Chairwoman Johnson Opening Statement for Subcommittee Markup of the NSF for the Future Act
(Washington, DC) – Today, House Committee on Science, Space, and Technology’s Subcommittee on Research and Technology is marking up H.R. 2225, the “NSF for the Future Act.”
Chairwoman Eddie Bernice Johnson’s (D-TX) opening statement for the record is below.
Thank you, Chairwoman Stevens and Ranking Member Waltz, for holding this markup.
In March, I was joined by my colleagues Ranking Member Lucas, Chairwoman Stevens, and Ranking Member Waltz, in introducing the “National Science Foundation for the Future Act.”
This bill is the culmination of over a year of close bipartisan collaboration and thoughtful deliberations with a wide range of stakeholders. We heard from over 100 universities, scientific societies, student groups, and individual policy experts and thought leaders, including Nobel laureates and past NSF directors and National Science Board chairs.
First and foremost, the research community has the capacity to pursue many more compelling research ideas than NSF can fund. We cannot afford to miss out on these good ideas, particularly in an increasingly competitive global environment. The NSF for the Future Act authorizes a $3 billion increase in year one, and a doubling of the NSF budget in five years. I have no doubt we could authorize an even faster doubling and still spend that money well.
We are also facing an urgent shortage of STEM workers and research talent that is constraining our innovative capacity. This bill has many provisions to address persistent STEM pipeline challenges at all education levels.
Federally funded research must be accessible to researchers and to the public. At the same time, threats to research security have the potential to undermine the integrity NSF funded research. The legislation builds on NSF’s leadership in addressing both of those realities.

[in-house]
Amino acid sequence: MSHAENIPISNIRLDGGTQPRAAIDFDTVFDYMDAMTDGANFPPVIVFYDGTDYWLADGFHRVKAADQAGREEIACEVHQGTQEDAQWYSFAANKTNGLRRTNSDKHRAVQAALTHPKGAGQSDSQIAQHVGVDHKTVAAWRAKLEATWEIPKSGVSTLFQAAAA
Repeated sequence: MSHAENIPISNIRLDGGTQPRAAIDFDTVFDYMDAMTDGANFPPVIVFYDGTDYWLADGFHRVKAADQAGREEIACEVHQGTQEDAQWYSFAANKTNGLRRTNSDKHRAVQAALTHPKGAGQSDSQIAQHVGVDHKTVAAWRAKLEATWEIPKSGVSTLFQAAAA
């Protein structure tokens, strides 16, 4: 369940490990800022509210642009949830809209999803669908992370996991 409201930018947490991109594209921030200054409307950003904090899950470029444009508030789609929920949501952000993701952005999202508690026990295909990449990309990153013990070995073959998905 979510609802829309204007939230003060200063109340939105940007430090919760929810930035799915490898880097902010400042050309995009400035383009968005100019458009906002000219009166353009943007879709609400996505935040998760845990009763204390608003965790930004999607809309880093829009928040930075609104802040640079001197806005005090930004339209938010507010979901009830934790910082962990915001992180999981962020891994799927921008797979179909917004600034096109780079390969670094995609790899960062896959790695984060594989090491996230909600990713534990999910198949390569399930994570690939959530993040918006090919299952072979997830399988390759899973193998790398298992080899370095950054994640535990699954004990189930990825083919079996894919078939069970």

Finally, we need to think about the long-term trajectory for NSF. At this critical juncture in NSF’s history, we must reexamine our assumptions about how research is translated into benefits for society, and who benefits. Federally funded research has led to discoveries and innovations that have vastly improved our quality of life and boosted prosperity and security. But that is not the full picture. Many people have been left behind. Many critical challenges remain. And, in some cases, unfettered technology development has caused real harm.
Racing ahead to beat China in developing cutting edge technologies with blinders on to the consequences for society is both shortsighted and misguided. U.S. global competitiveness is important, but it cannot be our singular goal. Rather than emulating China’s model for accelerating technology development, we should lead by striving to be our best selves. In the NSF for the Future Act, we push NSF to be its own best self, not to become an entirely different agency.
The legislation creates a new Directorate for Science and Engineering Solutions that promotes new opportunities for researchers to help drive lasting solutions to the challenges we face as a nation. In expanding our view of who is a stakeholder in our research enterprise, we promote new kinds of partnerships. Such partnerships will inspire new research questions and spur innovations and technologies that provide maximum benefit. The directorate will enable the Foundation to take big risks and experiment with new approaches while preserving its fundamental research mission.
This is the first comprehensive reauthorization of the NSF in a decade. After years of stagnant budgets, this agency is bursting at the seams with untapped potential. We have a rare opportunity to think big. NSF has demonstrated that it has the capacity and the track record of excellence to rise to this challenge.
I am proud of this bill, and the transparent, bipartisan, and inclusive process that will make it even better. I thank Ranking Member Lucas for his partnership in this effort, and I urge all of my colleagues to cosponsor and support this bill.
I would also like to enter into the record the full list of 30 organizations that have endorsed this legislation.
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